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The Sun

some facts


The Sun is a fairly average Star, in size, age and composition. Its mass is 1.991030 kg. The Sun loses about 4109 kg/s by radiation and about 1109 kg/s by solar wind. The total electromagnetic radiation (called the solar luminosity) is 3.851026 W. This equates to a mean 1370 W/m2 impinging on the Earth.

The radius of the Sun is 6.96108 m and is increasing by about 24 mm/year. The mean density of the Sun is 1.41 kg/m3, or about 700 times less than water. It consists of 72% H, 27% He and 1% of other elements.

The Sun's brightness has an absolute magnitude of 4.74. Magnitude is a logarithmic scale where an increase of 5 corresponds to 100 fold decrease in luminosity. The eye can see stars with apparent magnitudes between 0 and 6, with 0 being the brightest. Apparent magnitudes of stars are converted to absolute magnitudes by correcting for the distance of the star from the Earth.

Luminosity is proportional to the area of the solar disc and the fourth power of the effective surface temperature (Stefan-Boltzmann equation). Since we know the luminosity and area of the Sun we can calculate its effective surface temperature as 5777 K (i.e. 5505C).

[Black-body radiation curves]

The Sun: its spectrum

Most of the Sun's radiant energy is in the visible and near infra-red. Over this region it closely resembles the radiation from a black-body with a temperature of 5777 K, peaking at 480 nm (blue-green) but with many superimposed absorption lines, including H at 656.3 nm (red). The ultraviolet spectrum is dominated by absorption lines down to 150 nm, known as Fraunhofer lines and include H, Na, Fe, Mg, Ca and Al. Below 150 nm the spectrum is dominated by emission lines, especially from H at 121.6 nm.The Sun appears yellow because our eyes have a peak sensitivity near that of the Sun's peak intensity. The Sun is redder at its outer limb than in its centre because the temperature is lower there. This variation provides information on variations in the interior atmosphere of the Sun.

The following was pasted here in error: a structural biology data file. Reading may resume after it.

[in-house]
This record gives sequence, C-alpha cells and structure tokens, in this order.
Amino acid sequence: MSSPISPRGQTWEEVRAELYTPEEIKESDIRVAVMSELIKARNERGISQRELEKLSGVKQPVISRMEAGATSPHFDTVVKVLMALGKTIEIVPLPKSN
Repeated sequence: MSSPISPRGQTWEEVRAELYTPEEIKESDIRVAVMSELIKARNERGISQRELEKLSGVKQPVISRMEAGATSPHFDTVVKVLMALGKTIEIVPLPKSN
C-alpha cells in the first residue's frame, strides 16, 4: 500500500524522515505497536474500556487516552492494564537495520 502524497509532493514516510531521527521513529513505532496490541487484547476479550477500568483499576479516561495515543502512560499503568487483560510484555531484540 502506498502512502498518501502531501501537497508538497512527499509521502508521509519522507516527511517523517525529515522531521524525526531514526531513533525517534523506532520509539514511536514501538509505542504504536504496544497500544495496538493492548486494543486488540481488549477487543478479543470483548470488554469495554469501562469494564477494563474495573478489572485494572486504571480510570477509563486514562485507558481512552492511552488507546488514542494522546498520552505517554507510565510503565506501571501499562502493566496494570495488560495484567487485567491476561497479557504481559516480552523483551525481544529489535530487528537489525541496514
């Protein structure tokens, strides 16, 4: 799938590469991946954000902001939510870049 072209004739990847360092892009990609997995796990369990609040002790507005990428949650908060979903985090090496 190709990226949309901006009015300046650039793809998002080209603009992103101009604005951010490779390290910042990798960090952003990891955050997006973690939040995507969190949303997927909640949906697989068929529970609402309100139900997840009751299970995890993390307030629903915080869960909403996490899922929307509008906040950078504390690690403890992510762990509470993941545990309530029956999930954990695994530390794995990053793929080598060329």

The visible spectrum comes from the photosphere, the apparent outer layer of the Sun. Here free electrons from ionized metal atoms collide with H to form H-, but the H ion is short lived as it then collides with high energy photons from the interior of the Sun. The result is a nearly continuous spectrum.

Outside the photosphere is the chromosphere and then the corona, each regions of increasingly rarefied gases. It is in the beginnings of the chromosphere where much of the absorption occurs giving rise to the absorption lines in the observed spectrum from stars. The existence of these absorption lines in the spectra from many stars suggests that they too have a photosphere.

[Eclipse]During a total eclipse of the Sun, as the photosphere disappears for a few seconds, the observed absorption lines change momentarily into bright emission lines from the chromosphere.

For references and further reading, see:

  1. M Stix, The Sun, Springer-Verlag, Berlin (1989), pp 1-12; C Emiliani, The Scientific Companion, John Wiley & Sons, New York (1988), pp 41-51;
  2. A D Thackeray, Astronomical Spectroscopy, Eyre & Spottiswoode, London (1961).

First published on the web: 15 December 1999.

Author: Richard Payling